Intangible Cultural Heritage: What Foods Does UNESCO Deem Worthy of Singling Out?

We can divine so much about a culture from their monuments, homes, pottery, and other physical objects and structures left behind.

From Incan temples to Egyptian pyramids, archeologists and other anthropologists are able to piece together the values and norms of past cultures through the tangible cultural heritage they created and built.

In other words, tangible objects – the visible branches of the cultural baobab – allow experts to infer theories about the culture’s invisible roots.

Intangible cultural heritage does the same.

So, what aspects of cultural heritage are considered “intangible”?

Intangible Cultural Heritage

UNESCO defines intangible cultural heritage as including:

“traditions or living expressions inherited from our ancestors and passed on to our descendants, such as oral traditions, performing arts, social practices, rituals, festive events, knowledge and practices concerning nature and the universe or the knowledge and skills to produce traditional crafts.”

Moreover, in order to check all of UNESCO’s boxes, intangible cultural heritage must be a) traditional, contemporary and living at the same time; b) inclusive; c) representative, and; d) community-based.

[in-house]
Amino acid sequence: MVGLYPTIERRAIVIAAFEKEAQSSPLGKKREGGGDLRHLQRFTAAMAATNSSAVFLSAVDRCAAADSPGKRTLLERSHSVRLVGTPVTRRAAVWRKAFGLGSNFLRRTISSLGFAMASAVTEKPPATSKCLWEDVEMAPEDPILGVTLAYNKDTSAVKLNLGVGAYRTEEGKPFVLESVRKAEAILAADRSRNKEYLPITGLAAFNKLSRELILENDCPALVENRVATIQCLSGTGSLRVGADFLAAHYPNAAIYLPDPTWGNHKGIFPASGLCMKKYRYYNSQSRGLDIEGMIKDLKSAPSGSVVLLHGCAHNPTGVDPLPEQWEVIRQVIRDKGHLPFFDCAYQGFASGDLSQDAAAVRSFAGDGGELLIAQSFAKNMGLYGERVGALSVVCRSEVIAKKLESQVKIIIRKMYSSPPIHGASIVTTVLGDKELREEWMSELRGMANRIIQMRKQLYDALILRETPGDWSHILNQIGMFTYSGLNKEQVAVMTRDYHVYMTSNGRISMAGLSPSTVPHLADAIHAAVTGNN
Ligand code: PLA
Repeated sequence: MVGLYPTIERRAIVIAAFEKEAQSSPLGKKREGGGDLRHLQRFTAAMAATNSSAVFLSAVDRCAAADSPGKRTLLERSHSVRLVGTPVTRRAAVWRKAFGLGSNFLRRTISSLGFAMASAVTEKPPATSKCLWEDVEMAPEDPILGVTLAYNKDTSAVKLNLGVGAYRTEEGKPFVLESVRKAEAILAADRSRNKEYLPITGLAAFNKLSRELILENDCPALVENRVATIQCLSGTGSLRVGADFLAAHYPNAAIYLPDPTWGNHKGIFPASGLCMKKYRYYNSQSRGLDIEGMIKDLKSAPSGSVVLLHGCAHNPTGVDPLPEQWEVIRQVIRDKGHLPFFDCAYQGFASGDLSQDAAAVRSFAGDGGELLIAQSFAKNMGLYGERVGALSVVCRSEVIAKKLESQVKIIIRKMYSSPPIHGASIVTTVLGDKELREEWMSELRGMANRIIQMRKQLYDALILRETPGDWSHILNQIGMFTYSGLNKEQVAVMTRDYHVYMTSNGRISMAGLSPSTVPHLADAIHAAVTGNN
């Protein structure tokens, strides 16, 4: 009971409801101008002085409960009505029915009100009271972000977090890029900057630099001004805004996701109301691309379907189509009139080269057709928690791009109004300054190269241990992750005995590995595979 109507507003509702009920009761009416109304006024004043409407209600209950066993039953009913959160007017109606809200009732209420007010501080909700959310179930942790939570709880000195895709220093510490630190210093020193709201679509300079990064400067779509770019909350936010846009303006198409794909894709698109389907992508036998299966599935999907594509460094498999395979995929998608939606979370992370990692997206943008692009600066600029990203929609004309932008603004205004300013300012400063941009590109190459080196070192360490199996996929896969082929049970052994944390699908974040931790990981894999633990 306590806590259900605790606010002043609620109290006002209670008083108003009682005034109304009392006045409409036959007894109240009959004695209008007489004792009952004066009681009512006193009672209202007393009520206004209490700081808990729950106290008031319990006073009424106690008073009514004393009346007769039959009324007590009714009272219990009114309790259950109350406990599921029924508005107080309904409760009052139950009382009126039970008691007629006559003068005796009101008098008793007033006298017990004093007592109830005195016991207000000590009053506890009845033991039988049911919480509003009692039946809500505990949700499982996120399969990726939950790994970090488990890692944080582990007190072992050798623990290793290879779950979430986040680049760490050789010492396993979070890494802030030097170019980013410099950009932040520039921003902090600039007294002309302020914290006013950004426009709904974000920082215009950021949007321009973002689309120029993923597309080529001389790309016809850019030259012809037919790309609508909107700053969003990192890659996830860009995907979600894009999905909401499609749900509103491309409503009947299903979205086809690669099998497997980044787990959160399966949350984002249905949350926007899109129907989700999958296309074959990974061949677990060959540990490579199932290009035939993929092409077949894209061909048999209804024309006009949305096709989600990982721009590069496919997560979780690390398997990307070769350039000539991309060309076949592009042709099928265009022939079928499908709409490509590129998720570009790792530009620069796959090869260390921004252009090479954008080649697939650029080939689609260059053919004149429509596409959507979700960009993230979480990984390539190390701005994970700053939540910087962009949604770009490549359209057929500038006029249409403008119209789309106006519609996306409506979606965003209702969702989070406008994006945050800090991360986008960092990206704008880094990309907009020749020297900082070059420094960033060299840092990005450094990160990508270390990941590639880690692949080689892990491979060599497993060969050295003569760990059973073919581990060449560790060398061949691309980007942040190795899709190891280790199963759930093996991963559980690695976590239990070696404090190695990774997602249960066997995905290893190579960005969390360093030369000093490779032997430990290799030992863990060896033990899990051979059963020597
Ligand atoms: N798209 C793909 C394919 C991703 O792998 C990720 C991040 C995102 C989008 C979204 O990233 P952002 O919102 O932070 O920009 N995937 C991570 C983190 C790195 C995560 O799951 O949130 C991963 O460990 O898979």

Food falls into this category.

What Can Food Tell Us About A Culture?

“The best couscous is my mother’s.”

Recently in 2020, UNESCO approved couscous as an intangible cultural heritage of Algeria, Mauritania, Morocco, and Tunisia.

The four North African countries submitted a joint application for their signature dish which originates with the indigenous Berber culture.

Their successful application put couscous on the map, not only as an item of UNESCO intangible cultural heritage, but as an “example of international cooperation.”   

Made of durum wheat, corn, or barley, the preparation of couscous involves a ceremonial process, beginning with its cultivation and ending with its consumption.

After the cereal is grown, semolina is made by grounding the seeds. It is then rolled by hand – with plenty of olive oil – and steamed over a special tool called a couscoussière.

Apostrophekola-real, CC BY-SA 4.0 https://creativecommons.org/licenses/by-sa/4.0, via Wikimedia Commons

Large batches of couscous are often made in a big bowl, as the semolina might be eaten over days and in various ways.

Seasoned often according to regional preferences, variations include couscous mixed in with a meat stew, with chickpeas, with various veggies, with turned milk.

Image by Patou Ricard from Pixabay 

A special seasoning blend called Ras El Hanout, which combines over a dozen spices, some specific to the region, is often mixed in.

The importance of couscous in every aspect of North African culinary life means that the dish is brought out for nearly every traditional occasion – weddings, family reunions, holidays – as well as for basic daily meals.

What rice is to many Asian countries, couscous is to North Africa. The versatility of the dish is part of its cultural heritage.

Gastronomical Dishes & Methods